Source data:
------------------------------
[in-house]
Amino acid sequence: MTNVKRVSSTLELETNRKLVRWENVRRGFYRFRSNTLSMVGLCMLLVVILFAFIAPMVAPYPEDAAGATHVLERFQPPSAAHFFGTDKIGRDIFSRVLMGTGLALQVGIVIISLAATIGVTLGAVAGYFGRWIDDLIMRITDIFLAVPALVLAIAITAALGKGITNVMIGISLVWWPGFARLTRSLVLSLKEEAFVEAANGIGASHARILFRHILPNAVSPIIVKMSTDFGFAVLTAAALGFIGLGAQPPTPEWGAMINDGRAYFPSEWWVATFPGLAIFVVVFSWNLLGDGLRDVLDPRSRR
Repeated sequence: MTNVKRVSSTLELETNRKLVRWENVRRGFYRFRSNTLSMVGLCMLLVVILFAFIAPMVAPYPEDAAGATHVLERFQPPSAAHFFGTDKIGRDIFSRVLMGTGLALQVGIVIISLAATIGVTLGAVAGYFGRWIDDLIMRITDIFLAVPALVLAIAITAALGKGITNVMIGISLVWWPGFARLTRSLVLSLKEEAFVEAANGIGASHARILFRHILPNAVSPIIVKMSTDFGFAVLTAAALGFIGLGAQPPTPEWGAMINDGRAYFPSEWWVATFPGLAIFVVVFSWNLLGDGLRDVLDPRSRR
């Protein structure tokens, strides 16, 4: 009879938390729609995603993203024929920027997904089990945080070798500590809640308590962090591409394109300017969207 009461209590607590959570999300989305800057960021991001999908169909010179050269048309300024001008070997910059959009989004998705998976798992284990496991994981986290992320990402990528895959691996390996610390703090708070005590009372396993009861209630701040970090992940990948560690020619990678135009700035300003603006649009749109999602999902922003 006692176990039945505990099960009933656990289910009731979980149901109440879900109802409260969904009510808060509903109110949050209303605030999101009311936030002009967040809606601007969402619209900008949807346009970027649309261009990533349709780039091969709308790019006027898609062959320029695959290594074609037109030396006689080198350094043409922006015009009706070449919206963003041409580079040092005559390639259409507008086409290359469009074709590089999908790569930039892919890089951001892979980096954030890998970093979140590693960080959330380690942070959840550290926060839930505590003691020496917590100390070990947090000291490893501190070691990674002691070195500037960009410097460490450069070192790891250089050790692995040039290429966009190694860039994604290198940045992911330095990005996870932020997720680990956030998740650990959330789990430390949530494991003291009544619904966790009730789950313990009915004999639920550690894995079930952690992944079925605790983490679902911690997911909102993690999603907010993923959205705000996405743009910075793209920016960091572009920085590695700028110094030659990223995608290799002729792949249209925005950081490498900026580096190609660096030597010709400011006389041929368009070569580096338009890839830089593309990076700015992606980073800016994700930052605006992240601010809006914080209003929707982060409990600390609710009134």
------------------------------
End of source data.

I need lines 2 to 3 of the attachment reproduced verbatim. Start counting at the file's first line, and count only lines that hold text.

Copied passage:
Amino acid sequence: MTNVKRVSSTLELETNRKLVRWENVRRGFYRFRSNTLSMVGLCMLLVVILFAFIAPMVAPYPEDAAGATHVLERFQPPSAAHFFGTDKIGRDIFSRVLMGTGLALQVGIVIISLAATIGVTLGAVAGYFGRWIDDLIMRITDIFLAVPALVLAIAITAALGKGITNVMIGISLVWWPGFARLTRSLVLSLKEEAFVEAANGIGASHARILFRHILPNAVSPIIVKMSTDFGFAVLTAAALGFIGLGAQPPTPEWGAMINDGRAYFPSEWWVATFPGLAIFVVVFSWNLLGDGLRDVLDPRSRR
Repeated sequence: MTNVKRVSSTLELETNRKLVRWENVRRGFYRFRSNTLSMVGLCMLLVVILFAFIAPMVAPYPEDAAGATHVLERFQPPSAAHFFGTDKIGRDIFSRVLMGTGLALQVGIVIISLAATIGVTLGAVAGYFGRWIDDLIMRITDIFLAVPALVLAIAITAALGKGITNVMIGISLVWWPGFARLTRSLVLSLKEEAFVEAANGIGASHARILFRHILPNAVSPIIVKMSTDFGFAVLTAAALGFIGLGAQPPTPEWGAMINDGRAYFPSEWWVATFPGLAIFVVVFSWNLLGDGLRDVLDPRSRR